It hit me like a ton of bricks the other day when I noticed a friend of mine had been “friended” by an 8-year-old from my children’s school – yes, an 8-year-old. So, out of curiosity I started checking out how many kids were on any of my friends’ “friend” lists, and there were quite a few. Just a quick glance and I had tallied a couple of 8-year-olds, a dozen 10-year-olds and at least 20 seventh- and eighth-graders. These numbers were just people that I could personally identify from my children’s small private school, and there were quite a few more on the periphery of my “actual” friendship circle as well.
As responsible parents, we have heard the areas of concern with children and social media and the horror stories of predators and scam artists targeting our young kids. Why a parent would purposefully open that up to younger and younger kids is beyond me.
Facebook’s stated age mimimum is 13, and younger kids should not be there, period. But in each case that I looked at of an underage kid with a Facebook page, the parents were “friends” with their own child, which means they were complicit in getting them the account. So to see the level of security, I investigated every account. All but one of these kids’ accounts clearly allowed “friends of friends” access. I was able to view all these kids’ pictures and information.
But, parents, really, how well do you know all of your 300 Facebook friends? Remember, if you’re not careful with the privacy settings (see below), you have just given them access to YOUR child. Perhaps that guy that you knew in kindergarten turned out to be a sex offender, or the woman you worked with two jobs ago now does identity theft. Either of these predators could pretty easily determine the age, school and location of your kids. Not only can they view and extract information off your child’s page, they can leave private messages for your child and have a direct line. Your child might not even recognize that he or she is being manipulated. After all, as far as a child is concerned, these people are friends with his or her parent. Even with a thorough conversation on the subject, you don’t want to leave it to an 8-year-old to discern the level of risk.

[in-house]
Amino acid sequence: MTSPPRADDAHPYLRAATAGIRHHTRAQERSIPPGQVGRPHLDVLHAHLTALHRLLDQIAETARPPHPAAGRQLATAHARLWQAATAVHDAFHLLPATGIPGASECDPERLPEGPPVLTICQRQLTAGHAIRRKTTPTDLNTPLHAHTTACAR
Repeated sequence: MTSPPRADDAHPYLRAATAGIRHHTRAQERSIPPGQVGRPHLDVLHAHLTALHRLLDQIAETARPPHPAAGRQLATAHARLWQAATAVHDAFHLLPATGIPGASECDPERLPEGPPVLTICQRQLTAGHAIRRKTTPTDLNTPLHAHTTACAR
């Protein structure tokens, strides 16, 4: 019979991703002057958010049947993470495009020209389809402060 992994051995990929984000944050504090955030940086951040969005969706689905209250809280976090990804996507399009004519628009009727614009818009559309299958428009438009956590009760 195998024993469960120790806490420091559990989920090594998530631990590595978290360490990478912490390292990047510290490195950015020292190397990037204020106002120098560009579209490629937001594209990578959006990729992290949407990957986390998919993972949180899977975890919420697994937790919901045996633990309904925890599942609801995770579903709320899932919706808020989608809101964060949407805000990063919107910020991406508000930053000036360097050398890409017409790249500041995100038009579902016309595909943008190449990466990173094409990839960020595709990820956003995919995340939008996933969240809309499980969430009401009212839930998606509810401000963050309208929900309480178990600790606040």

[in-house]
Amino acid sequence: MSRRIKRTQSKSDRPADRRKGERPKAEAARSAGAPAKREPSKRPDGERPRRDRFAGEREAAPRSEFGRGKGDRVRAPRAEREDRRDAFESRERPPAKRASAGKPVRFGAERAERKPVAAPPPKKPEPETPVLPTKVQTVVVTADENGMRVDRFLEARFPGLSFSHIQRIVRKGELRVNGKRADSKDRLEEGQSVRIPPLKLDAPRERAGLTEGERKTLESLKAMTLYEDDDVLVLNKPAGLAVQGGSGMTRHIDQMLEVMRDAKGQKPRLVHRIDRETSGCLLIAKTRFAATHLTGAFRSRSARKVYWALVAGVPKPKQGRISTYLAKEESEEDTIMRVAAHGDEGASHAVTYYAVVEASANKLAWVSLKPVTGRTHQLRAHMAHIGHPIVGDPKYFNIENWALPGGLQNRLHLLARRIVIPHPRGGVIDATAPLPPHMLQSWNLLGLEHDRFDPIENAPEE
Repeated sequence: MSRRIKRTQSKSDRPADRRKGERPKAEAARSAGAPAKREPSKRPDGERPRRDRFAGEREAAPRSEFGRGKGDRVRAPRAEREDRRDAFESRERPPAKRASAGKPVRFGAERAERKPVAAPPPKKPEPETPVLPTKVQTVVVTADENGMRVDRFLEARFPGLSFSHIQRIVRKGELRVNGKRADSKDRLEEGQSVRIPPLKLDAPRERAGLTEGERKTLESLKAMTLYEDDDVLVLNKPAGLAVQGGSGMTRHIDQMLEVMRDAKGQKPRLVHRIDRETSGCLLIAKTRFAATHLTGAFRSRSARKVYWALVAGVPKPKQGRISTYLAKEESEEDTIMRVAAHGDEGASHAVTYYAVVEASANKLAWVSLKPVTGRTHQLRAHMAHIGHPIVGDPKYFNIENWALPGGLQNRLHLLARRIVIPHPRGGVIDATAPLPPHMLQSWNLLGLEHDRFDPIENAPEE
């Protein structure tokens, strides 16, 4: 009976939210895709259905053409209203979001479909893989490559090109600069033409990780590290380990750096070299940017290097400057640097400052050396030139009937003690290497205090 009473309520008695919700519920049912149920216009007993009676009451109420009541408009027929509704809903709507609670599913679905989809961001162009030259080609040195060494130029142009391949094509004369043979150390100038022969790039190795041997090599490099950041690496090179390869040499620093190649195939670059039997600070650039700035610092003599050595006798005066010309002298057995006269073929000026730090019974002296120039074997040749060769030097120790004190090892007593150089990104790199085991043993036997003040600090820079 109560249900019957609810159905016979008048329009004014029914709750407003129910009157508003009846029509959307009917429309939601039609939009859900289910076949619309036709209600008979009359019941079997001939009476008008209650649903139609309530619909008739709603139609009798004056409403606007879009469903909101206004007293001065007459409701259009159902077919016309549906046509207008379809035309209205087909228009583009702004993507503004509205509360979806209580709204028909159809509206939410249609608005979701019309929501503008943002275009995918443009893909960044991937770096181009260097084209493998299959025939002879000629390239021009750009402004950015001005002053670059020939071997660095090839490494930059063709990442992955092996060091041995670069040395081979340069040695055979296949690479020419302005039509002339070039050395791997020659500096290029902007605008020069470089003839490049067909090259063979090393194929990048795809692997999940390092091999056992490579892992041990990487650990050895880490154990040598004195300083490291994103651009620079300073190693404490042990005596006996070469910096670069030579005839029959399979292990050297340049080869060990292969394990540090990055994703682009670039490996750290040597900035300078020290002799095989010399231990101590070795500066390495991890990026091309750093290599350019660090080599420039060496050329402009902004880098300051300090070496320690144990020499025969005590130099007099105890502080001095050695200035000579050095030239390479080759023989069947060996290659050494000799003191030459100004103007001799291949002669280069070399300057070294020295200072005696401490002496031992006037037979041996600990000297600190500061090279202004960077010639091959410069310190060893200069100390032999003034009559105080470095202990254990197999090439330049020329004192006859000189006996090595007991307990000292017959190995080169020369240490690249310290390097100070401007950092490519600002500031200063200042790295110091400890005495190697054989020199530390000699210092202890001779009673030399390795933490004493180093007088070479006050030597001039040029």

So here is a news flash for parents that are getting these kids accounts: The safety, content and exposure do not counterbalance whatever social benefits the kids are receiving. Just because you are your child’s “friend,” it doesn’t mean you will see everything they do. If they are “friends” with their 20-something aunt that is still in college, does your 8-year-old kid really need all the information that she may be providing? Do you want him or her hitting a link because a family friend “likes” True Blood?
While you could possibly make it more safe for a child to participate by being vigilant about certain things such as privacy settings and whom they friend, it still is not a complete solution. How many times does Facebook change its platform that resets the privacy? And even if you help your child manage friendships, just how many Facebook profiles are truly appropriate for 8-year-olds? The ONLY way this type of access could be considered “safe” is if you are sitting on top of them and micro-managing every click. If you need to do that, then clearly they are not ready, so why would you even open the door?
The kids really do not belong there, and it is up to all of us parents to speak out, pay attention and perhaps exert a little parenting peer pressure to keep them off of Facebook. As a parenting community, we need to be aware and follow a few simple rules when dealing with this issue:
Do not let your child get an account. Facebook has given you an easy out: It is not allowed for children under 13 years of age, so stick with that rule.
Secondly, if a young child “friends” you, do not accept. Risks for young children are high, and if that doesn’t motivate you, then think about how saying yes opens you up to all sorts of trouble. What if you post something a parent of a young child finds offensive? I don’t need kids viewing my self-mockery of my parenting skills, telling tales of my own kids or to see photos of me with my friends drinking beers back in the day.
If you have “friended” someone under 13, send a nice note that says you didn’t realize there were age restrictions and you are uncomfortable breaking those rules. Or, if you’re especially concerned, consider reporting underage children’s pages to Facebook.
Post on the issue and talk about it. Make it clear to your friends why you don’t want to have young ones as your Facebook friends.
Double check your own privacy settings to see if they reflect what you think they are. Don’t allow your material to be seen by non-friends if you’re concerned about what kids might find.
Using Facebook within these parameters can help put it back to what it’s best for: finding and keeping in touch with friends, networking and having fun – as adults.